Rising interest rates have hurt some affordable housing deals as the rate of defaults on single-family home loans rises out of control and lenders tighten underwriting standards or turn away from many types of real estate.

In the wake of the subprime mortgage crisis, interest rates have risen for many types of permanent financing funded by the sale of bonds. The safest tax-exempt bonds guaranteed by Fannie Mae and Freddie Mac have also seen rate increases, though bonds without guarantees have seen comparatively larger interest rate increases.

Between July and early September, interest rates for synthetic fixed-rate, permanent tax-exempt bond mortgages that were credit enhanced by Fannie Mae or Freddie Mac rose by about five basis points, leaving these rates in the 6 percent range, said Evan Williams, assistant vice president of commercial real estate for Centerline Capital Group.

So-called “synthetic” loans typically include an interest rate hedge, such as a swap, cap, or collar to fix the interest rate. The cost of interest rate hedges has not increased significantly since the credit crunch began in late July, Williams said.

Since the credit crunch began, rates for privately placed, non-guaranteed tax-exempt bond loans have risen 35 to 40 basis points to about 5.9 percent from typical interest rates of roughly 5.5 percent previously, experts said.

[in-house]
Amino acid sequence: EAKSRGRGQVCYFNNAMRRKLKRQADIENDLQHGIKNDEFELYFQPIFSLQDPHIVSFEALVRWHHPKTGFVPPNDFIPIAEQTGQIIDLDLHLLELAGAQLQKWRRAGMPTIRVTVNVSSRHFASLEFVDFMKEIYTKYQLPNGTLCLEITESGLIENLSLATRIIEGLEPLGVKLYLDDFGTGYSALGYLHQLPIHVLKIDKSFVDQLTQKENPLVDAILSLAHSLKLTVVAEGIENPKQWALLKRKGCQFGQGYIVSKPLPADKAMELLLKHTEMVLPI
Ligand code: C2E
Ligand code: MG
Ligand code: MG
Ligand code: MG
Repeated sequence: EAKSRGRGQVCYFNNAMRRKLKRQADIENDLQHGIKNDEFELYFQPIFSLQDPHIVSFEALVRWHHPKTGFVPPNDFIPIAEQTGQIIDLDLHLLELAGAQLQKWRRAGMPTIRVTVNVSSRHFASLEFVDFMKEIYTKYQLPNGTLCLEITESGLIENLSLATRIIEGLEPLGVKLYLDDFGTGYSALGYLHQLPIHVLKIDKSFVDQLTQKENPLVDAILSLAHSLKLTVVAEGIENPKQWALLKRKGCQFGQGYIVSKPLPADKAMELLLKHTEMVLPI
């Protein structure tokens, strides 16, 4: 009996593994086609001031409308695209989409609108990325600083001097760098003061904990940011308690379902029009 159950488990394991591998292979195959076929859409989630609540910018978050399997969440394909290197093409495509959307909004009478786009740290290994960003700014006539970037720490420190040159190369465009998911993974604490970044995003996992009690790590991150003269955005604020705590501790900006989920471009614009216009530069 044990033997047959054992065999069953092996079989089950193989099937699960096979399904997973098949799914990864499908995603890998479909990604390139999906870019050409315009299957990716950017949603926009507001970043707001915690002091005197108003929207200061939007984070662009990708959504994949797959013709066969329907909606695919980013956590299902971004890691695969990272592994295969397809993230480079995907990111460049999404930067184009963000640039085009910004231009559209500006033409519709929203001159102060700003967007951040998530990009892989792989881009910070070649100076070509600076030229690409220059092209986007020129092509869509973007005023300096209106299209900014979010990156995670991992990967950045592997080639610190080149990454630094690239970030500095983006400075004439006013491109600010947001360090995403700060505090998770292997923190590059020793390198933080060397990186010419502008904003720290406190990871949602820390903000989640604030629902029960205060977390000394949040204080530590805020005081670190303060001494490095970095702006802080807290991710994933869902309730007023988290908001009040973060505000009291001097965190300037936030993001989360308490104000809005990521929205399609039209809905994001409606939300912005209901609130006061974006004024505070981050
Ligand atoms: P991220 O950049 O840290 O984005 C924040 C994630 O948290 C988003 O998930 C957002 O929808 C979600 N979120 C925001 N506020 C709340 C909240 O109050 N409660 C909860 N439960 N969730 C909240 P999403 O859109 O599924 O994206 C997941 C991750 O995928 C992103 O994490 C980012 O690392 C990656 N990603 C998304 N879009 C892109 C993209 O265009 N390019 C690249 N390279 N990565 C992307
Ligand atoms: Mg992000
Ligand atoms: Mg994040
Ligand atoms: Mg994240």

Higher interest rates increase the debt-service payments at affordable properties, shrinking the size of the loans these projects can support.

Still, interest rates remain historically low. Most fixed-rate mortgages base their interest rates on the yield on government bonds like the 10-year Treasury, which at press time was 4.5 percent, close to its low for the year. Between the late 1960s and late 1990s, the 10-year note never fell below 5 percent, and at one point surged as high as 15 percent.

As interest rates on tax-exempt bond financing have risen, it may become easier for developers to win reservations of tax-exempt bond cap from state officials, since some states may use less of their bonds to finance home loans, said Lamar Seats, senior vice president of multifamily mortgage finance for Enterprise Community Investment, Inc.

Loans to 9 percent tax credit deals

Interest rates also rose for taxable, fixed-rate permanent loans creditenhanced by Fannie Mae and Freddie Mac. Developers often combine these loans with equity from the sale of 9 percent low-income housing tax credits (LIHTCs) to finance affordable housing developments.

From late July to late August, typical interest rates on these loans rose by 20 to 30 basis points, sending typical interest rates up to more than 6.5 percent.

Non-tax-exempt loans are especially important to tax credit deals today because many developers need extra financing to make deals work, especially with tax credit prices down by roughly 10 cents in the last year and development costs still high.